20 January 2013

Review: THE OFFICE OF THE DEAD, Andrew Taylor - audio

Synopsis (Fantastic Fiction)

It's 1958, and the party's over for Wendy Appleyard: she finds herself penniless, jobless and on the brink of divorce. Who better to come to her rescue than her oldest friend, Janet Byfield?

So Wendy goes to stay with Janet, who seems to have everything Wendy lacks: a handsome husband, a lovely little daughter, Rosie, and a beautiful home in the Cathedral Close of Rosington. David Byfield is on the verge of promotion, and Janet is the perfect wife for an ambitious young clergyman. But perfection has always been dangerous, and gradually the idyll sours.

Old sins come to haunt the present and breed new sins in their place. The shadow of death seeps through the Close, and with it comes the double mystery stretching back to turn-of-the-century Rosington, to a doomed poet-priest called Francis Youlgreave.

Only Wendy, the outsider looking in, glimpses the truth. But can she grasp its dark and twisted logic in time to prevent the coming tragedy. The Office of the Dead is a chilling novel of crime and retribution, and is the third volume of Andrew Taylor's stunning and acclaimed Roth Trilogy.

My Take

With The Roth Trilogy of which THE OFFICE OF THE DEAD is the last published, but the first in strict chronological order of events, Andrew Taylor attempted to do something alarmingly strange.
Now I've finished reading all three, I feel like I should go back and read them all again. The author says I can read them in any order, but I suspect that is not really so. I think also it will help if you read them all within a short time frame, not, as I have done, over an extended period.

It is not just the linked histories of the Appleyards and the Byfields that bind the novels together as one, but the presence throughout of the rather sinister (or was he, as some characters insist, a "good" man, ?), Canon Francis Youlgreave.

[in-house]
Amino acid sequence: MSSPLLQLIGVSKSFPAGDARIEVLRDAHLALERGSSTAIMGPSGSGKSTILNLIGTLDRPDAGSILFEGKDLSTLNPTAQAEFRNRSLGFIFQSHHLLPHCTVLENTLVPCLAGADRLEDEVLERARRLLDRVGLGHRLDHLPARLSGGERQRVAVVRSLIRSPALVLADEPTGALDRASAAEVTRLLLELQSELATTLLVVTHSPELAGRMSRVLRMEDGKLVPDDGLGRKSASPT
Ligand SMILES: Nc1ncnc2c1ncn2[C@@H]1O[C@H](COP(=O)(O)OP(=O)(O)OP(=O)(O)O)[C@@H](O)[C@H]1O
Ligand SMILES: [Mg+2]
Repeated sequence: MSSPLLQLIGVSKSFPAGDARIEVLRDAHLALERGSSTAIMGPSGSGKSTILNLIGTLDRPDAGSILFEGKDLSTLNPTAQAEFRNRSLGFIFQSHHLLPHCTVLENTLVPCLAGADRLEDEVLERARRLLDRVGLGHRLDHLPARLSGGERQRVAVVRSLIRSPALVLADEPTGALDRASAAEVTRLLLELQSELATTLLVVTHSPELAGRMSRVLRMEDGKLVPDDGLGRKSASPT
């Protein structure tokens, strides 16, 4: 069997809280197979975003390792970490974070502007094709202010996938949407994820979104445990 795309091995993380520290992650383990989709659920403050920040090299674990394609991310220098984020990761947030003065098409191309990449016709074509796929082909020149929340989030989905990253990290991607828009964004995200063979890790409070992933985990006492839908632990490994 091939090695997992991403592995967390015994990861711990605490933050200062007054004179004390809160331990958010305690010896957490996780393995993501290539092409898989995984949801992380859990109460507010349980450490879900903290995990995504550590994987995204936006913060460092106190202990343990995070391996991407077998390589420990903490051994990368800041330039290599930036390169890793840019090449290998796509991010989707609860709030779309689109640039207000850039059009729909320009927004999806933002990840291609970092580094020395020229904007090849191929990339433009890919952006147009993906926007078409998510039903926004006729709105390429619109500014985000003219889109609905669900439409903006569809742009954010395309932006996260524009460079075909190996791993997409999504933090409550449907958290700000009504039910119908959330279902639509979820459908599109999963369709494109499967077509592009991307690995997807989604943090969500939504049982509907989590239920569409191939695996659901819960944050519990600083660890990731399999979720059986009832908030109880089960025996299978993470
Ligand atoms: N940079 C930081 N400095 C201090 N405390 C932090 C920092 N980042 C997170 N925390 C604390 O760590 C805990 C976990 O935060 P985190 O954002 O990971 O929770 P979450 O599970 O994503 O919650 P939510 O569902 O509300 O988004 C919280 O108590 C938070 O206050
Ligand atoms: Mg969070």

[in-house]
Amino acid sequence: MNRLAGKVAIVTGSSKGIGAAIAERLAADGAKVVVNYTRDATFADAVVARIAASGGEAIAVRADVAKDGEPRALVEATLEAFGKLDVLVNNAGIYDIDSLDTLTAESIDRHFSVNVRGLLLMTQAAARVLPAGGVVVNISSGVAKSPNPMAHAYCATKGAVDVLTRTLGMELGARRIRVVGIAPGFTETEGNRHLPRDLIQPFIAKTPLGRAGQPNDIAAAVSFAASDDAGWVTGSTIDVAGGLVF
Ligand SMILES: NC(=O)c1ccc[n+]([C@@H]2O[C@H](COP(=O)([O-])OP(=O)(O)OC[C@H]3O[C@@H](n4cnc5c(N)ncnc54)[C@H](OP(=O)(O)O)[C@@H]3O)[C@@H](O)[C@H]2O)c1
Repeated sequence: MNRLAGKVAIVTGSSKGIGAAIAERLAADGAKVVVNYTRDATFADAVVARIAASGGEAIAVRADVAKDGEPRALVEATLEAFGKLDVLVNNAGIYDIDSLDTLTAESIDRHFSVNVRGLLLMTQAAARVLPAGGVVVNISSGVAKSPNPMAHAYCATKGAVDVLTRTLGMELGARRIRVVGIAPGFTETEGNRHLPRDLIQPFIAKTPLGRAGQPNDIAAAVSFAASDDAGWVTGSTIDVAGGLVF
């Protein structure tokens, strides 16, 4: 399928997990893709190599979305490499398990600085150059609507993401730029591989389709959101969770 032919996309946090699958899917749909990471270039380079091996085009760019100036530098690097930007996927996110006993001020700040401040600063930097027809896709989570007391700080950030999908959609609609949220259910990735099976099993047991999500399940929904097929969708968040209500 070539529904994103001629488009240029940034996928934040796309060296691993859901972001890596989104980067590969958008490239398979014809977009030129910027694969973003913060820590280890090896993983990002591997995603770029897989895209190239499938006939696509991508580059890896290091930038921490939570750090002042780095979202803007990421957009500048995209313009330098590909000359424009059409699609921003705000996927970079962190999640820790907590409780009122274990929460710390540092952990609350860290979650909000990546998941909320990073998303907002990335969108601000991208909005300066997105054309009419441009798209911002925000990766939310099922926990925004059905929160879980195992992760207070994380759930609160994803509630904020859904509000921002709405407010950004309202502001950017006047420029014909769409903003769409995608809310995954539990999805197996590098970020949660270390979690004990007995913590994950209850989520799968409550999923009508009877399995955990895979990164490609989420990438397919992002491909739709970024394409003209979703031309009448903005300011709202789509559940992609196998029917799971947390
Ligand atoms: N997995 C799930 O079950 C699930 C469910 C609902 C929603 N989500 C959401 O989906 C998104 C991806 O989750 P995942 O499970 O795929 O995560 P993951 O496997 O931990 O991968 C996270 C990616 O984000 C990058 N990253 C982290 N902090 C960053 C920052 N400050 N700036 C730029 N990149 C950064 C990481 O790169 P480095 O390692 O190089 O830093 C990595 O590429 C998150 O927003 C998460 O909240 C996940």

The Roth Trilogy

Previously reviewed

Top marks to Andrew Taylor for a thoroughly intriguing series in which more than one crime, more than one murder, is committed. The characters are strong, red herrings abound.

My rating: 4.5

Read more for yourself about the Roth Trilogy on Andrew Taylor's site.


Anonymous said...

Kerrie - I always like it too - very much - when an author tries an innovative approach to telling stories. This one looks like a really interesting series, so thanks for sharing it.

Mrs Peabody said...

Thanks for this great review, Kerrie. I absolutely loved the Roth Trilogy, and thought the way the novels moved back in time was a stroke of genius. An archeological approach to uncovering the causes of evil: fantastic!

I read the novels in quick succession and was glad to have done so: you really experience the cumulative impact of all the narratives that way.

You've made me want to re-read them now :)

Irene said...

Sounds like a good series.

Susan said...

Right, so this is on my to-find list as soon as possible! Really good review, Kerrie, I thoroughly enjoyed it. I have a couple of Andrew Taylor's books, he writes interesting mysteries, doesn't he?


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